Sometimes the way home isn’t obvious.
The braid went slack in his hands, and the prince knew.
He’d been deceived.
In the moment before he fell, when he hung suspended in the air, the prince confronted the thorns that would steal his sight.
He refused to blink.
The pain was an exquisite brightness, the blood hot and wet. He clambered to his feet, drew his sword, and swung blindly.
The cackle of the witch’s laughter echoed in the air.
The prince stumbled across the countryside, sword unsheathed. He whirled in panic at the cries of birds and rustles in the underbrush. And always, as he walked, the faint whisper of the witch’s laughter followed him.
At last, his feet found a crossroads. The earth was smooth here, and his boots met nothing other than small stones and gentle ruts. He paused and sniffed.
A ripe, earthy scent rose up, warmed by the sun, the air filled with promise.
The marsh beckoned. The prince turned and left the road behind.
He was days into his trek when the cries of an infant accompanied his walk. His legs were weak with fever, and so too, the prince reasoned, was his head. Whatever promise had led him into this marsh eluded him.
The prince sank into the muck only to hear a startled cry moments later.
“My love? Is it really you?”
His lips were so dry that he couldn’t utter her name. Rapunzel knelt beside him, her tears bathing his face, easing the pain in his eyes. He raised a hand to stroke her cheek and missed.
He saw nothing but brightness and shadows. Of all the sights the thorns had stolen, he would miss the intelligence in Rapunzel’s gaze the most.
“Come,” she said, “come with me now.”
“Can’t what, my prince?”
“I can’t rescue you.”
“Can you walk?”
With her words, his legs found their strength. “I can walk.”
“Then come meet your son … and your daughter.”
With time, the prince’s feet learned which paths to take in and out of the marsh. His fingers became adept at finding and patching holes in the thatched roof of their little cottage. His children grew, and although he couldn’t see them, his son smelled of lilacs and morning dew, his daughter like wild roses and rain.
Each day, he ventured farther from the cottage, all in hopes of finding the crossroads once again, of finding rescue, and what that might mean. A true marriage. Proper schooling for the little prince and princess. He could resume his place in the kingdom.
It was the king’s own counselor who found him, standing in the center of the crossroads one hot, summer day. Despite his blindness, the prince recognized the king’s most trusted advisor, and the man rejoiced to have found the long, lost prince.
His feet knew the marsh so well that the prince raced to the little cottage without care. He found Rapunzel and swung her around, then hoisted the children to his shoulders.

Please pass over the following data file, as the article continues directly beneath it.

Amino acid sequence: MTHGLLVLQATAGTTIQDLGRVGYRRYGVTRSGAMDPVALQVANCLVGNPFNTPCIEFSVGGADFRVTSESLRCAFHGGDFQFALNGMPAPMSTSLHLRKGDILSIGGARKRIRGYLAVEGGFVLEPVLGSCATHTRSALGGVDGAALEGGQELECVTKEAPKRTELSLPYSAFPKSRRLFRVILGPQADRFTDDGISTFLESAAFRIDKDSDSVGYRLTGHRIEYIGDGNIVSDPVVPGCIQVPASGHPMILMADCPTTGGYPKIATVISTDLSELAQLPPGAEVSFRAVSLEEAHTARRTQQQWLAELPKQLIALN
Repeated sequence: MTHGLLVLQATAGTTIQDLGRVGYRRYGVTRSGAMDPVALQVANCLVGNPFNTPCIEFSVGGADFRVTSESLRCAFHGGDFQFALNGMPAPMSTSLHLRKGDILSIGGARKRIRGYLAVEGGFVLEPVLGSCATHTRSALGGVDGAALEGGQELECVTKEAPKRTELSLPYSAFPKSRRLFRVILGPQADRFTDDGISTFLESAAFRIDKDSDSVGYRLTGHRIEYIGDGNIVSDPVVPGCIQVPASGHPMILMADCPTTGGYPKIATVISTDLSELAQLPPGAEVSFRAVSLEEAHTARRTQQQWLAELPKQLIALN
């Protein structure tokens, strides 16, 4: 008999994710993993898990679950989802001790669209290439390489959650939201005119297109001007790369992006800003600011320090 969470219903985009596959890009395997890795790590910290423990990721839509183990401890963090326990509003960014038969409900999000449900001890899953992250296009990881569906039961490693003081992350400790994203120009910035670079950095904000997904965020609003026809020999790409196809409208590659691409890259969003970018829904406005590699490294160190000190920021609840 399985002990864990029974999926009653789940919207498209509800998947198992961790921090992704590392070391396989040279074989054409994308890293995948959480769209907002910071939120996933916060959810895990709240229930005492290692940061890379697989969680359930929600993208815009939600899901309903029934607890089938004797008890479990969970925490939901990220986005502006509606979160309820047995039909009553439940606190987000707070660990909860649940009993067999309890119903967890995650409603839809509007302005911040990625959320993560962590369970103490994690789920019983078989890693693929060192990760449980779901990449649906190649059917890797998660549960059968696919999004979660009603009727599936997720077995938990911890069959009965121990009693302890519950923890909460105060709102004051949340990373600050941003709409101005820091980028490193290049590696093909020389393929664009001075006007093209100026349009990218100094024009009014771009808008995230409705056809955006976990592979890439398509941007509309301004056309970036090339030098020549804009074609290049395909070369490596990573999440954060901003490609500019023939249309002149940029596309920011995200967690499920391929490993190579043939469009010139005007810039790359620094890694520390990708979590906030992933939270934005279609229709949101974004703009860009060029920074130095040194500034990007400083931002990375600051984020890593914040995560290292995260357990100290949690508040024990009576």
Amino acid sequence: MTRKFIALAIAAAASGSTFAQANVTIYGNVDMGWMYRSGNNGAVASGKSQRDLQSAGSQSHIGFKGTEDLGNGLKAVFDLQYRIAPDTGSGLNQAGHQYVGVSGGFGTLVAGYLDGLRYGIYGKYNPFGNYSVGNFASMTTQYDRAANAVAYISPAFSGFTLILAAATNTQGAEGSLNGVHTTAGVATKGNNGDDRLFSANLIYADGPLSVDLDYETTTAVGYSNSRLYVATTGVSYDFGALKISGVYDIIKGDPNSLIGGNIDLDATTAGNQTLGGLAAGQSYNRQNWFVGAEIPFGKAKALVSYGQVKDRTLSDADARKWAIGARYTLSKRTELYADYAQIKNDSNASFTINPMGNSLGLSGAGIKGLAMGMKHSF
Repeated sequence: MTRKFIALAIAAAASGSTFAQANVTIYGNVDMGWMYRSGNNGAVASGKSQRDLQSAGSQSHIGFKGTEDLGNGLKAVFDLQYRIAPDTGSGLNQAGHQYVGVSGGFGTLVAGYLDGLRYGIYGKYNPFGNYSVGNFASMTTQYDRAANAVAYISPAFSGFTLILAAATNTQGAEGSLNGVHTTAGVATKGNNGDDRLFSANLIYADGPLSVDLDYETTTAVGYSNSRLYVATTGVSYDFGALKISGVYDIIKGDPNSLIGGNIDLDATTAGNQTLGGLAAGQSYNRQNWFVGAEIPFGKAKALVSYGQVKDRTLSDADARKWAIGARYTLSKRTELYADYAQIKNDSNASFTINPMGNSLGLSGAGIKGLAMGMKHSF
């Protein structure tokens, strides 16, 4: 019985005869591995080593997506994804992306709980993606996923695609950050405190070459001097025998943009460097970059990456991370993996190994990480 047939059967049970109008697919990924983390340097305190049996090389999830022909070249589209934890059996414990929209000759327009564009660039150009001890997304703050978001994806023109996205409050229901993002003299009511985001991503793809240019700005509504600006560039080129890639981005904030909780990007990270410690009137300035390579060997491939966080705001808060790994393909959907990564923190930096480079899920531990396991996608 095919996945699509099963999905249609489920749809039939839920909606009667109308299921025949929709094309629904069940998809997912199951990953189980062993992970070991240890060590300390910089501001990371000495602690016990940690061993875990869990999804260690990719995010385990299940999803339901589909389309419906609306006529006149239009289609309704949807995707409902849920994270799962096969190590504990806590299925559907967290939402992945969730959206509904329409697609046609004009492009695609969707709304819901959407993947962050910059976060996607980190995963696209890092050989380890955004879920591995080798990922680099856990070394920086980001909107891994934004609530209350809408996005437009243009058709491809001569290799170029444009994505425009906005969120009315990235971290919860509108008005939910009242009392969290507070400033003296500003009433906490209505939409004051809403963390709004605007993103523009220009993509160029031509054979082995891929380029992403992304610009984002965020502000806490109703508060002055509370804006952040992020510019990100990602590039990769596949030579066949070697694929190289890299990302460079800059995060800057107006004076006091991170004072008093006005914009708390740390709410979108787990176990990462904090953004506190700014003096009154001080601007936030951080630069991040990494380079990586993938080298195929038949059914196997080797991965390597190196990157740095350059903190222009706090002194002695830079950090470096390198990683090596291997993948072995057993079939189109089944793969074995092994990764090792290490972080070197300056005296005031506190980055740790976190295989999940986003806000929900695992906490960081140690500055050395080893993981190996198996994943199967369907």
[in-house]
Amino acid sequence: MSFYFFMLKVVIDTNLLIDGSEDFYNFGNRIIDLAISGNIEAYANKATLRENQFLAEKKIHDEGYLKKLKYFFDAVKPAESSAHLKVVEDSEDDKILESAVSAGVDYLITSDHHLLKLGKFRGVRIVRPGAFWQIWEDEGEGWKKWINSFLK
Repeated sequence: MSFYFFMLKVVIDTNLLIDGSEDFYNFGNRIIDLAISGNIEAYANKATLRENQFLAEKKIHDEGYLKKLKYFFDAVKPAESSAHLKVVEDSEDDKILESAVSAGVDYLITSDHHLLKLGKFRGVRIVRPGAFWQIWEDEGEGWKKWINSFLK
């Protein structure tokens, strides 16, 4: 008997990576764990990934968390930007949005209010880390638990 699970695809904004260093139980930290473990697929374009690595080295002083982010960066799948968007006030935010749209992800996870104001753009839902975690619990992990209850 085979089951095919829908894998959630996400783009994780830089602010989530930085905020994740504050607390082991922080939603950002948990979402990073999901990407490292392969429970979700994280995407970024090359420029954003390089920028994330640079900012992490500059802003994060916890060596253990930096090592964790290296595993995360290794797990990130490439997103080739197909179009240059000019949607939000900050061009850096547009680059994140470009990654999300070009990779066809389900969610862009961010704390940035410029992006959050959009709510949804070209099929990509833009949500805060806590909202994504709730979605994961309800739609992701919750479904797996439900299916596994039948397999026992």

“We are saved!” he cried. “We can go home.”
“Home?” the children echoed.
“To the palace, where we will live the way we were meant to.”
Rapunzel remained strangely silent.
“My dear,” he said. “Are you not happy? Haven’t you only ever wanted to escape?”
“Yes. Escape.” Her words were soft and hollow, and the prince barely heard them over the clatter of the carriages arriving to bear them to the palace.
Was it the noise that struck first, or the stench? Both swirled around him like a thick, damp cloud. So many voices, and all of them demanding something of him. So many smells. Waves of perfume. The dank scent of mildew. The hint of refuse that never left the air no matter where he ventured in the palace.
Nursemaids commandeered his children. Ladies-in-waiting swept Rapunzel away. The king prattled about diplomacy and trade routes and political alliances.
At their welcome home feast, in the clatter of dishes and hearty toasts ringing out, the echo of the witch’s cackle rose thin and high, a taunt meant for his ears only.
The prince knew.
This time, he’d deceived himself.
That night, he ran his hands over every inch of his chambers. His thoughts fractured each time the witch’s cackle sounded in his ears. Even if he could escape, how would he rescue Rapunzel and the children?
What caught his attention first? The scrape of leather on stone? The delicate gasp of exertion? He knew the moment Rapunzel burst through the window, landing with a soft thud on the stone floor.
“Come,” she said. “Your children are waiting below.”
“How is it you—?”
She silenced his question with a gentle finger to his lips. “Your children have stolen all the silk sheets from the royal beds.”
If he could not see the glint of intelligence in her gaze, he caught it in her tone.
“My father’s included?”
“And I have braided them into a ladder, your father’s included. Do you remember, my prince, how to scale a tower wall on a braided ladder?”
Indeed, he did.
“Come,” she said.
He let Rapunzel take his hand. At the window’s ledge, he cupped her cheek.
“I have been so blind.”
In answer, she merely kissed him.
And yes, his hands did remember how to grip a braided ladder.
Together, they raced through the palace grounds, into the forest, until—at last—they reached the crossroads.
The prince stood there with his little family, the warmth of the sunrise touching his face. Something earthy and ripe rose in the air. He turned toward its source.
The marsh beckoned.
The Way Home was first published at Long and Short Reviews.